The Glory of Serving the Servant

shutterstock_136931510I sometimes wonder whether God recycles. That might sound weird, but people treat recycling like it’s a religious activity—as if you could earn brownie points from God by making sure your plastic bottle ends up in the blue trash can instead of the black one. Now I know that God doesn’t drink from plastic bottles or use newspapers, but he does have a partiality for recycling, or at least reusing.

January 19, 2014, Second Sunday in Ordinary Time. First Reading: Isaiah 49:3, 5-6


In this Sunday’s Old Testament reading from Isaiah 49:3, 5-6, we find the Lord at it again. He is not inaugurating a brand new plan of salvation. Rather, he is sending out his servant on a mission of restoration. He wants to raise up and restore his people, to save them from their own disobedience, rather than to discard anyone. In fact, he wants the restoration of his people just to be the first phase in his salvation going to the ends of the earth.

Israel the Servant

This passage falls in the second “servant song” in Isaiah. Last week had an excerpt from the first of the servant songs, which are Isaiah 42:1-7; 49:1-13; 50:4-9; 52:13–53:12. The identity of the suffering servant in Isaiah is a little confusing. Here in 49:3, for example, the servant is called “Israel” but he is being sent by God to restore “Israel.” What’s going on? Well, it seems that the servant is being identified as a kind of “ideal Israel,” one who is really living out God’s covenantal calling on his people. The Lord is calling this servant, who embodies Israel in an ideal fashion, to restore his people to the land, to set up a new covenant (v. 8) and to call them back to covenant fidelity. In v. 6, this servant is supposed to bring back the people of Israel (or Jacob—remember that the nation’s namesake patriarch has two names), but where from? Well, the people have been exiled from the Holy Land for infidelity and the prophet is forecasting what their redemption will look like. Part of the redemption they long for is a restoration of the Land.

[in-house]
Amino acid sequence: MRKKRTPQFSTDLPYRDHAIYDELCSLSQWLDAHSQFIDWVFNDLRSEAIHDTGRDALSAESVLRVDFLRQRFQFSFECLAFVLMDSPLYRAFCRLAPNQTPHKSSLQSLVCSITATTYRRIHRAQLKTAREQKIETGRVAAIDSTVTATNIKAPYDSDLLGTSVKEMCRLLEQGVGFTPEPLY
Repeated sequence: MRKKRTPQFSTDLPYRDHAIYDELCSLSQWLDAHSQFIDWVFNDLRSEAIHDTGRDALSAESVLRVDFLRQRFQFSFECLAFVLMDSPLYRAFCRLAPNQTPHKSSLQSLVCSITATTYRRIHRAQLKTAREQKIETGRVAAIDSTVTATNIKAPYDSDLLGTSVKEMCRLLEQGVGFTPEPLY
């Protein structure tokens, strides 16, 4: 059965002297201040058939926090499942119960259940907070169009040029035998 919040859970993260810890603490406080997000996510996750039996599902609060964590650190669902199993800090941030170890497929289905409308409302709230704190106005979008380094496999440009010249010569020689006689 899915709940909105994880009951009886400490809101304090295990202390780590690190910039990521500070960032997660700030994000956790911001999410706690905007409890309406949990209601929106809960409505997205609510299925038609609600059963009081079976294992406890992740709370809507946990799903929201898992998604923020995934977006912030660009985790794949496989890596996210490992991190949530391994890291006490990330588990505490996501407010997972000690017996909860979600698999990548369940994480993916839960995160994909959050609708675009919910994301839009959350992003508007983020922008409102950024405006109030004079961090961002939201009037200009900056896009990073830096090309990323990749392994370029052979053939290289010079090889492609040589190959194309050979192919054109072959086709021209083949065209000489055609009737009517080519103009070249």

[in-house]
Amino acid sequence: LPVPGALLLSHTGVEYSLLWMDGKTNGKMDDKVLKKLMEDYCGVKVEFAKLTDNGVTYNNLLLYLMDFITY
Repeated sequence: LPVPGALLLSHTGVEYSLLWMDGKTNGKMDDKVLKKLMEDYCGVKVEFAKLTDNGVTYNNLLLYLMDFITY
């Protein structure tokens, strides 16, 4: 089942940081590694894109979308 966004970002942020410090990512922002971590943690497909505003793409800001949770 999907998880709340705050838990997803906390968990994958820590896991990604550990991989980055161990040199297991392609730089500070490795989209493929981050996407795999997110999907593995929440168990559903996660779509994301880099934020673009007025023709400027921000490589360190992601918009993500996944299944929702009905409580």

An Exchange of Glory

Before we get to the New Testament fulfillment of this passage, I want to point to three important themes in this passage. First, the Lord is glorified in his servant (v. 3) and makes his servant glorious (v. 5). This back-and-forth relationship of glory is an awesome way of depicting our relationship with God. He calls us to himself and is glorified in our service to him and to the least of the brethren. But on the other hand, he glorifies us and endows us with his strength to perform that service in the first place. It is a beautiful relationship of mutual love, service, and significance. Glory, after all, has to do with the “weight” or importance of a person. When we serve Him, the Lord increases the “weight” of glory upon us and we recognize the awesome “weight” of his glorious existence. The further we come into the light, the more deeply we are enlightened.

Proclamation and Servanthood

Second, the servant of the Lord has a mission of restoration and proclamation. The servant actually starts off the chapter with a resounding call, “Hear me, coastlands,/ listen, distant peoples.” His role is to re-gather the people of Israel, bring them back to the land, restore them to covenant fidelity. But also, he is called to be a “light to the nations/Gentiles” (v. 6), to release prisoners (v. 9) and to proclaim God’s comforting compassion (v. 13). This suffering servant has a big job!